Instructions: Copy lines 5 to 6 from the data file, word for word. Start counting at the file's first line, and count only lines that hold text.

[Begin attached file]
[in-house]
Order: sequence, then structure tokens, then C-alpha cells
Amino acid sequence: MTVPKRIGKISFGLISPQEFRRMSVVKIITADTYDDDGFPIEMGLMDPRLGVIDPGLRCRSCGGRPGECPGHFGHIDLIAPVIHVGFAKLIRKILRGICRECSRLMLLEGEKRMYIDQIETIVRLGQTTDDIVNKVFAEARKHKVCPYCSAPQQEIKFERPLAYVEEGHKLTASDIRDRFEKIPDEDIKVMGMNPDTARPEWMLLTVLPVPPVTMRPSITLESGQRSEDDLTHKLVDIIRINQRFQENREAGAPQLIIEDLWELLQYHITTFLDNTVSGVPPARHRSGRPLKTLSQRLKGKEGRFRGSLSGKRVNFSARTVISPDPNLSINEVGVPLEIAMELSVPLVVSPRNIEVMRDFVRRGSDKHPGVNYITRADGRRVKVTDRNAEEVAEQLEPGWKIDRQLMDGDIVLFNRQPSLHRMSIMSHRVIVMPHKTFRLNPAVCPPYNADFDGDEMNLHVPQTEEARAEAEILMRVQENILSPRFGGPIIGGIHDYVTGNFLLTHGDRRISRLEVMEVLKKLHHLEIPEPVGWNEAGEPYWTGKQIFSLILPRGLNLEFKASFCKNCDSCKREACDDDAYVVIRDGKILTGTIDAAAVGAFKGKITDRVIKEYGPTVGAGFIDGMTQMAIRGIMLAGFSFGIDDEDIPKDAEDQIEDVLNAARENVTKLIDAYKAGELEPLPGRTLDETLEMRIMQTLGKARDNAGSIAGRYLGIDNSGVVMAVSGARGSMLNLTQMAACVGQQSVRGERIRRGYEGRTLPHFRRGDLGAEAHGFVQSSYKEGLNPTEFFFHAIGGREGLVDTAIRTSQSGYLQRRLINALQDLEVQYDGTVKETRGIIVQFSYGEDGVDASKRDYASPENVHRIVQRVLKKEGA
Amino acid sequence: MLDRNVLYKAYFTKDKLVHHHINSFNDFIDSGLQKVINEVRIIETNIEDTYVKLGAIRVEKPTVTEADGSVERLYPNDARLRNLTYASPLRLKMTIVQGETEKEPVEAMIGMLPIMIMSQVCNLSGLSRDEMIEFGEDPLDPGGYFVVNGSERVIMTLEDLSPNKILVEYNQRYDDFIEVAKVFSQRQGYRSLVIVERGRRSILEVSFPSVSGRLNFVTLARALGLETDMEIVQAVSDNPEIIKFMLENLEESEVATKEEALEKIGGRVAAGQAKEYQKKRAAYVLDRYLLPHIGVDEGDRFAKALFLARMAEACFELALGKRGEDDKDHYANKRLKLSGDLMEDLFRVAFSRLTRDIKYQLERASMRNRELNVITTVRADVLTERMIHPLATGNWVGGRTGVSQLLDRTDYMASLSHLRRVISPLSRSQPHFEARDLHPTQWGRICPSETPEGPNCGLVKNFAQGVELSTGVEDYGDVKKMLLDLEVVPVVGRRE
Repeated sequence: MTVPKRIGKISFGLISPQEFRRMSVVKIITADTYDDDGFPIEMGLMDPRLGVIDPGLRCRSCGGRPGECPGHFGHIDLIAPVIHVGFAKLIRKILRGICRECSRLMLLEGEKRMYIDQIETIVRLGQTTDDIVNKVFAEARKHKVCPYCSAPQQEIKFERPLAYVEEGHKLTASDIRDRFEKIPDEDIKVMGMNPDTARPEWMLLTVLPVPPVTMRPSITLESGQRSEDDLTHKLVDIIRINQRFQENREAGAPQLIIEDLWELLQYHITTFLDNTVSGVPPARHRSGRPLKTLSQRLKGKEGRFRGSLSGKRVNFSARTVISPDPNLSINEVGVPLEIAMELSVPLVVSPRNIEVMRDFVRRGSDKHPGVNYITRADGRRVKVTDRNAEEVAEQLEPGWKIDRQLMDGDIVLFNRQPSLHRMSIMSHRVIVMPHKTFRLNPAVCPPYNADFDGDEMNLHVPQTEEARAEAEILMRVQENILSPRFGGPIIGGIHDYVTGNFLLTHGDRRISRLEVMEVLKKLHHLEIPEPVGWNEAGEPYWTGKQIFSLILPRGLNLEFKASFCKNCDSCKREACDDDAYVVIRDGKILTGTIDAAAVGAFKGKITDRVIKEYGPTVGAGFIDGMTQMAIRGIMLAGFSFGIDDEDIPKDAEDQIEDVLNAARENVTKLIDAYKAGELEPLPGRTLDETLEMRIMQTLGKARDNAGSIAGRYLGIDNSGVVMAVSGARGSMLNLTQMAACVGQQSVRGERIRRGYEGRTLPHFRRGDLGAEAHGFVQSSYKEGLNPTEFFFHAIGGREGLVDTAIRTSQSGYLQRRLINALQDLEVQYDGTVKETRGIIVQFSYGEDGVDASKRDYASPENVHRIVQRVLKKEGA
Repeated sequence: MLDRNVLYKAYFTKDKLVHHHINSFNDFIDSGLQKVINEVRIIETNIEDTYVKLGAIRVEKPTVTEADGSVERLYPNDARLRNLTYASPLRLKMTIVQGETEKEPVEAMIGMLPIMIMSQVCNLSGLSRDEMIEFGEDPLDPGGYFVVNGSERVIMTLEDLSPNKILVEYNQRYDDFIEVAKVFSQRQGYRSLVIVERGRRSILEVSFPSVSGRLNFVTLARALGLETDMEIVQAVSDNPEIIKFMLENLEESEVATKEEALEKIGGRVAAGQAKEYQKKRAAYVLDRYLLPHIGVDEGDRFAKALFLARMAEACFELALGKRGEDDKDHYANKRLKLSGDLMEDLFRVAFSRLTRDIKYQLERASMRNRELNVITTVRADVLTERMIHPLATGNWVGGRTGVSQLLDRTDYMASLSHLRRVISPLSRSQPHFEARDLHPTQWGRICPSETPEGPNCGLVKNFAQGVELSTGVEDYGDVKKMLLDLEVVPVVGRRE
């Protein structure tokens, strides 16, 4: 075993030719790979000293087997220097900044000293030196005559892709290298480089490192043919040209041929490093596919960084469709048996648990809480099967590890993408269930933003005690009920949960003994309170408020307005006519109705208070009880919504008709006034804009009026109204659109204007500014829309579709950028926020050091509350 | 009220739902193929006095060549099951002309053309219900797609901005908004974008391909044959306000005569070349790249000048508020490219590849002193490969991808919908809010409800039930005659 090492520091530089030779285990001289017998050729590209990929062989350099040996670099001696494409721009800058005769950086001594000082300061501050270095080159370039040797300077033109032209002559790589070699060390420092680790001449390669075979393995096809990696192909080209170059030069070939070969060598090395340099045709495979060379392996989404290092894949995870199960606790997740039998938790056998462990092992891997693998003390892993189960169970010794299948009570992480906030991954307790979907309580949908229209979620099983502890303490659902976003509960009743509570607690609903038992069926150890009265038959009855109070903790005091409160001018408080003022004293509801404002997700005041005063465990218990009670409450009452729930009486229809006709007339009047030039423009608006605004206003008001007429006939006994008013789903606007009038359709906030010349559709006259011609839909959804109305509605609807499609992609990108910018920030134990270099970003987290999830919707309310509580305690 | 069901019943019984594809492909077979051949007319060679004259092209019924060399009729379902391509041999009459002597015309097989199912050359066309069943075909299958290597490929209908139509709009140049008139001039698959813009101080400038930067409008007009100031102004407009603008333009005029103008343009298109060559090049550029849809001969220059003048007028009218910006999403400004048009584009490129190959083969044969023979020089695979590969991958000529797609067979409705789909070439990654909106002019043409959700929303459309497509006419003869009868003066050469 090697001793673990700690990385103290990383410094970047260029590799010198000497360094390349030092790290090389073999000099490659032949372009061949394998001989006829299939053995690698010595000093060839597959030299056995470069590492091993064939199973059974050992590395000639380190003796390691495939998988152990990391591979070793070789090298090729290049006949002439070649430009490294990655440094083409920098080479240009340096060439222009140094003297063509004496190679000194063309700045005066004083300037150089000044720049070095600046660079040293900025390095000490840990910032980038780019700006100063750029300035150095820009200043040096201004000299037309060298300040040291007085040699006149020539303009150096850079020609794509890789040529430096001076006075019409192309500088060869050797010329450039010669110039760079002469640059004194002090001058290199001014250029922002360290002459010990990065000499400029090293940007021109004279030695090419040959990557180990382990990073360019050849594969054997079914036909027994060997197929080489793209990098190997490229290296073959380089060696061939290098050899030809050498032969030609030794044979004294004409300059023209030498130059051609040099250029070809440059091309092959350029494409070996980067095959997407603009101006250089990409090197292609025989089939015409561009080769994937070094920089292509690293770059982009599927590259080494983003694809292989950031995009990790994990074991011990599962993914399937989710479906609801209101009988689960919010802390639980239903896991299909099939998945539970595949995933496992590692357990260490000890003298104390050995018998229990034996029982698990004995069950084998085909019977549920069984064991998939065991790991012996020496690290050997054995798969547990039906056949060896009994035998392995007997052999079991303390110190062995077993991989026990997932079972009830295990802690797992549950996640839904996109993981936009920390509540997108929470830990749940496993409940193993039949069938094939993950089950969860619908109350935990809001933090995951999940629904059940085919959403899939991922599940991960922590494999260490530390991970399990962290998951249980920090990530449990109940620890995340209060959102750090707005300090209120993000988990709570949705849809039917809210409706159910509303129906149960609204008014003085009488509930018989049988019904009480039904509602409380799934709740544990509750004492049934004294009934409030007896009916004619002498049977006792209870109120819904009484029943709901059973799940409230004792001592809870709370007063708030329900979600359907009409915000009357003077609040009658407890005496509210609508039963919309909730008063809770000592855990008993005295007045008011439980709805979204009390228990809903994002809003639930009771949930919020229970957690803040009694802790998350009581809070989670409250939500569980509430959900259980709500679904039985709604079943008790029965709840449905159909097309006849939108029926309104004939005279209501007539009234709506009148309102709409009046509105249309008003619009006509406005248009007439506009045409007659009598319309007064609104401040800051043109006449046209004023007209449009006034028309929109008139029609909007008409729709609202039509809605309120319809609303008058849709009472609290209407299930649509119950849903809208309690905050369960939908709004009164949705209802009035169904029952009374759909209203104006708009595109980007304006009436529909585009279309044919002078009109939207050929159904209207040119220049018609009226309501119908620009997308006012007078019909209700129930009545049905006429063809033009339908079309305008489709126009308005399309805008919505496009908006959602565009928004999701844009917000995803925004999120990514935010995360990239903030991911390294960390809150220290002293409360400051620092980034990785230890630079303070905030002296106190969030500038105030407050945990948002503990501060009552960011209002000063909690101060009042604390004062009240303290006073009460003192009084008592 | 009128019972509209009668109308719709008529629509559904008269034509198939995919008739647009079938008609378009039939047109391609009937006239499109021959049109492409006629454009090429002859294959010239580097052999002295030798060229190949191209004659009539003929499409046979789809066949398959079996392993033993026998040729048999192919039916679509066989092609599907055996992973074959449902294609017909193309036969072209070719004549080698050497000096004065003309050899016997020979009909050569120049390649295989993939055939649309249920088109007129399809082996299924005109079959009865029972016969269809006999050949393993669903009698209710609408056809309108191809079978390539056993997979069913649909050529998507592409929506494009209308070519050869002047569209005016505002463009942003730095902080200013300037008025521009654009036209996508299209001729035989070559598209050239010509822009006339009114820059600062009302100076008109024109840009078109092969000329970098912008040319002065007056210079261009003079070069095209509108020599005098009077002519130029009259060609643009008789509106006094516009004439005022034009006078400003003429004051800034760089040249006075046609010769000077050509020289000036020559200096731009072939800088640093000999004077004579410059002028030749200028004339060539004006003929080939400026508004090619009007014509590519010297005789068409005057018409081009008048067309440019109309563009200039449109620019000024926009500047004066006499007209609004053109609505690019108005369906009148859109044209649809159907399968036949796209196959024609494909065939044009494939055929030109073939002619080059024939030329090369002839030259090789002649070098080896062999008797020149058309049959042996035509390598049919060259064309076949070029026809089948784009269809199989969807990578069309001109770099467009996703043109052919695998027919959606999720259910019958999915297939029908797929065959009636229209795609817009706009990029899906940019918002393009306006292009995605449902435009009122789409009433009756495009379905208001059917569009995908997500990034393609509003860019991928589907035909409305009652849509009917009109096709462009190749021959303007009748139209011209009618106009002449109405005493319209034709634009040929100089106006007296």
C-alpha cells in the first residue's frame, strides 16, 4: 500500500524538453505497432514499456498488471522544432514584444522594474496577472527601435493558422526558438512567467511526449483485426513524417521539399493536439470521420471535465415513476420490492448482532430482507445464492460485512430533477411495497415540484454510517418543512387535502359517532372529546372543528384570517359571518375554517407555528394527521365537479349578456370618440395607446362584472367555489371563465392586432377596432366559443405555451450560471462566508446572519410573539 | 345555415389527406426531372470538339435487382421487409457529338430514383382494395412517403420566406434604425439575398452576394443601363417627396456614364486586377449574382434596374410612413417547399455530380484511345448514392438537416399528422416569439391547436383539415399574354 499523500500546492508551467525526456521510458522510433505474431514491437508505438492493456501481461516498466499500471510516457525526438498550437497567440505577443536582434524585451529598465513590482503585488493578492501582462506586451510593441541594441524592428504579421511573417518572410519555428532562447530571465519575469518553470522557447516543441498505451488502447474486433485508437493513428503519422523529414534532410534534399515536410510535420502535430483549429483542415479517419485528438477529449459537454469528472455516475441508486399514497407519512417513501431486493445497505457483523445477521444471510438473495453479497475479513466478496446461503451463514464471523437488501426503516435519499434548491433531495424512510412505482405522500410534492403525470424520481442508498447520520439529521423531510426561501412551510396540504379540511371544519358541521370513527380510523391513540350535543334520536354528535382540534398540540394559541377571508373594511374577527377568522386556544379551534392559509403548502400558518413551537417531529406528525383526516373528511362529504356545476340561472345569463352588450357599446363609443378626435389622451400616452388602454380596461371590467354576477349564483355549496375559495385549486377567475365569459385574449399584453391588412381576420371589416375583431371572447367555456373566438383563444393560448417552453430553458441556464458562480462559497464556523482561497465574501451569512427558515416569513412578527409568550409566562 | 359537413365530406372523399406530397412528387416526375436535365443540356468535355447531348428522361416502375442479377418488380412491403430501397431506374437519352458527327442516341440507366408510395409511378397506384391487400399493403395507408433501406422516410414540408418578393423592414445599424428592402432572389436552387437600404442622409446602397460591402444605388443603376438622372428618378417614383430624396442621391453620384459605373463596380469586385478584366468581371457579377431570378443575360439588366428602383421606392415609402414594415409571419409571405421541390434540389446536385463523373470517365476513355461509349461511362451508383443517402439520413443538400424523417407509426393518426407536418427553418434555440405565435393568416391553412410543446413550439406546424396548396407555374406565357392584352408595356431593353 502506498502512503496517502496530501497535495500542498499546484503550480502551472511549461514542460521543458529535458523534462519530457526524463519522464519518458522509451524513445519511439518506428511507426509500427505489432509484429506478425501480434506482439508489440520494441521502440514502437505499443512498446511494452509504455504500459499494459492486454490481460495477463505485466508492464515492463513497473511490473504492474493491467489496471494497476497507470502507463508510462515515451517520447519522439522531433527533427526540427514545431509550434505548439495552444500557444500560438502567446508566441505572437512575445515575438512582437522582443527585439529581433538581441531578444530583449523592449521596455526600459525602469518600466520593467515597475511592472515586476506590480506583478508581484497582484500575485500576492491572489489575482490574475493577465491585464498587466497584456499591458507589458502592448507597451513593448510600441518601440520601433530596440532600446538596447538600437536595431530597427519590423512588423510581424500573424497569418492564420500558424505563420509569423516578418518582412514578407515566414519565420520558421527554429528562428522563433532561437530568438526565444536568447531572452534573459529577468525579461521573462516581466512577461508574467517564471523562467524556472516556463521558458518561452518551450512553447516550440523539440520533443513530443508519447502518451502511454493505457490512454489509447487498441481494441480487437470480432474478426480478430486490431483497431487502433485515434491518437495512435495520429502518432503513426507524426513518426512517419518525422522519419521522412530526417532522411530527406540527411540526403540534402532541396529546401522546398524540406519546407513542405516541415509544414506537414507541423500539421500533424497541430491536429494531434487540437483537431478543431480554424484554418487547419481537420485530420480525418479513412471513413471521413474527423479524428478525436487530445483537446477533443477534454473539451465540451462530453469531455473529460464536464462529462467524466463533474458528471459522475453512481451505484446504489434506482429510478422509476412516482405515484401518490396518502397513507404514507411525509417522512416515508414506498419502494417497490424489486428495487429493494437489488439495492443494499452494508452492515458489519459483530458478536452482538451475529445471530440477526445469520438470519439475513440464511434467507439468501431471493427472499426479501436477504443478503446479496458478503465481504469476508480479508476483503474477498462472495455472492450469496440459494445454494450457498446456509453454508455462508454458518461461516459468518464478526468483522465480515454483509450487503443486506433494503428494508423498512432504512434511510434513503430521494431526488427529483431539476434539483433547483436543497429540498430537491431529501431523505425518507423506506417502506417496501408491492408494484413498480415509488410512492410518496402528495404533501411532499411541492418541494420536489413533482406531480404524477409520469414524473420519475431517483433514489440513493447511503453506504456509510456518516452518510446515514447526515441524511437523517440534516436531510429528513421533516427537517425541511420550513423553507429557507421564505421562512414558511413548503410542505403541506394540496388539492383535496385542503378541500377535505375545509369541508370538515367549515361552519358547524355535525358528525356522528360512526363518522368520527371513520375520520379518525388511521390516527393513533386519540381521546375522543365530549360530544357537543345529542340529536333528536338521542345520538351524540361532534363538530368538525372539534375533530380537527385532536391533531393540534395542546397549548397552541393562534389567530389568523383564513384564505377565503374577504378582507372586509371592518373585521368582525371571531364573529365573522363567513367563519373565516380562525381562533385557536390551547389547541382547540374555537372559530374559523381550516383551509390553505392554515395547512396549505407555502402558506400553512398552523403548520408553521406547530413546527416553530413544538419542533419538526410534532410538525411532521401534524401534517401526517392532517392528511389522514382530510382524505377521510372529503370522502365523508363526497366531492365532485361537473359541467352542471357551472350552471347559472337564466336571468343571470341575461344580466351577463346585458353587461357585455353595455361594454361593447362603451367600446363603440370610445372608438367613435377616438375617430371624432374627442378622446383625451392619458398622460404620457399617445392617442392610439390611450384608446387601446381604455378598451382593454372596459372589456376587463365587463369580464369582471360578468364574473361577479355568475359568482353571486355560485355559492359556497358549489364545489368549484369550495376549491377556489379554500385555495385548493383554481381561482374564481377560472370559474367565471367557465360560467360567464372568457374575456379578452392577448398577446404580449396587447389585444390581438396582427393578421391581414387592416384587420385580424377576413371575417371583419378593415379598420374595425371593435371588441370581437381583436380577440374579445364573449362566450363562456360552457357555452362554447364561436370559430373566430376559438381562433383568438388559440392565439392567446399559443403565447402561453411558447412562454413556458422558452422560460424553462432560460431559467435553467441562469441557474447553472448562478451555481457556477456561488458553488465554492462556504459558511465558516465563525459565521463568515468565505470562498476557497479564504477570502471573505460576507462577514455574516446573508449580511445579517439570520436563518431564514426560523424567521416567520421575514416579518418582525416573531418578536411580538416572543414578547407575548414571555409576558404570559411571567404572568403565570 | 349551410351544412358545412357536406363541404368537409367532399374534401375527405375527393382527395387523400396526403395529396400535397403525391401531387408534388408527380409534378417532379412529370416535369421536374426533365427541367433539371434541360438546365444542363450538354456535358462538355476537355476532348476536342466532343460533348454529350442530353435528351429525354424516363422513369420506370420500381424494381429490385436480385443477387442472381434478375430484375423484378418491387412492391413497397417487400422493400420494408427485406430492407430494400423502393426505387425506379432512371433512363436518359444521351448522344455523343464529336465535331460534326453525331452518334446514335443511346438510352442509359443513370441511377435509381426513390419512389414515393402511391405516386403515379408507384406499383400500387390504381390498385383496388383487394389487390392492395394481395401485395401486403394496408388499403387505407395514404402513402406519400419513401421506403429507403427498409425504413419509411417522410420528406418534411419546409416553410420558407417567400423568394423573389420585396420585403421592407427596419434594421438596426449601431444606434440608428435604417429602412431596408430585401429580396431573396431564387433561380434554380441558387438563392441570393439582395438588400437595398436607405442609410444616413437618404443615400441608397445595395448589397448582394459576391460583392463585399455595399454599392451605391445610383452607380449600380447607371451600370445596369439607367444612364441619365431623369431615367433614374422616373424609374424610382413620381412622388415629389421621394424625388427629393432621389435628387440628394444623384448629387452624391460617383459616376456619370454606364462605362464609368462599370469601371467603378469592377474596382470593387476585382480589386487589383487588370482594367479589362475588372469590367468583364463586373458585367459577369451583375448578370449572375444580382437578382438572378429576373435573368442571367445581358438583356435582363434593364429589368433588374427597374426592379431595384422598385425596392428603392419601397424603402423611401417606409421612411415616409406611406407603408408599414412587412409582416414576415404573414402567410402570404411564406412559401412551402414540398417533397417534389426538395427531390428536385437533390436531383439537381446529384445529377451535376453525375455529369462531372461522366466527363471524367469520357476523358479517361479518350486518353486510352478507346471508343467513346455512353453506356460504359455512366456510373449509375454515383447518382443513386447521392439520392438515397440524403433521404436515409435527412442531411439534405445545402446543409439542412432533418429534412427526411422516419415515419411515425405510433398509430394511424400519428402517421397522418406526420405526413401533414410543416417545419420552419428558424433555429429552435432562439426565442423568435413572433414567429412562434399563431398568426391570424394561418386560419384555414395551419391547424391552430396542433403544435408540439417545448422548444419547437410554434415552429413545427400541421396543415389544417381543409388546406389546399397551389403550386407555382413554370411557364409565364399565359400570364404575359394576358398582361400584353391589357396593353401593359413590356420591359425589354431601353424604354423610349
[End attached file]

Repeated sequence: MTVPKRIGKISFGLISPQEFRRMSVVKIITADTYDDDGFPIEMGLMDPRLGVIDPGLRCRSCGGRPGECPGHFGHIDLIAPVIHVGFAKLIRKILRGICRECSRLMLLEGEKRMYIDQIETIVRLGQTTDDIVNKVFAEARKHKVCPYCSAPQQEIKFERPLAYVEEGHKLTASDIRDRFEKIPDEDIKVMGMNPDTARPEWMLLTVLPVPPVTMRPSITLESGQRSEDDLTHKLVDIIRINQRFQENREAGAPQLIIEDLWELLQYHITTFLDNTVSGVPPARHRSGRPLKTLSQRLKGKEGRFRGSLSGKRVNFSARTVISPDPNLSINEVGVPLEIAMELSVPLVVSPRNIEVMRDFVRRGSDKHPGVNYITRADGRRVKVTDRNAEEVAEQLEPGWKIDRQLMDGDIVLFNRQPSLHRMSIMSHRVIVMPHKTFRLNPAVCPPYNADFDGDEMNLHVPQTEEARAEAEILMRVQENILSPRFGGPIIGGIHDYVTGNFLLTHGDRRISRLEVMEVLKKLHHLEIPEPVGWNEAGEPYWTGKQIFSLILPRGLNLEFKASFCKNCDSCKREACDDDAYVVIRDGKILTGTIDAAAVGAFKGKITDRVIKEYGPTVGAGFIDGMTQMAIRGIMLAGFSFGIDDEDIPKDAEDQIEDVLNAARENVTKLIDAYKAGELEPLPGRTLDETLEMRIMQTLGKARDNAGSIAGRYLGIDNSGVVMAVSGARGSMLNLTQMAACVGQQSVRGERIRRGYEGRTLPHFRRGDLGAEAHGFVQSSYKEGLNPTEFFFHAIGGREGLVDTAIRTSQSGYLQRRLINALQDLEVQYDGTVKETRGIIVQFSYGEDGVDASKRDYASPENVHRIVQRVLKKEGA
Repeated sequence: MLDRNVLYKAYFTKDKLVHHHINSFNDFIDSGLQKVINEVRIIETNIEDTYVKLGAIRVEKPTVTEADGSVERLYPNDARLRNLTYASPLRLKMTIVQGETEKEPVEAMIGMLPIMIMSQVCNLSGLSRDEMIEFGEDPLDPGGYFVVNGSERVIMTLEDLSPNKILVEYNQRYDDFIEVAKVFSQRQGYRSLVIVERGRRSILEVSFPSVSGRLNFVTLARALGLETDMEIVQAVSDNPEIIKFMLENLEESEVATKEEALEKIGGRVAAGQAKEYQKKRAAYVLDRYLLPHIGVDEGDRFAKALFLARMAEACFELALGKRGEDDKDHYANKRLKLSGDLMEDLFRVAFSRLTRDIKYQLERASMRNRELNVITTVRADVLTERMIHPLATGNWVGGRTGVSQLLDRTDYMASLSHLRRVISPLSRSQPHFEARDLHPTQWGRICPSETPEGPNCGLVKNFAQGVELSTGVEDYGDVKKMLLDLEVVPVVGRRE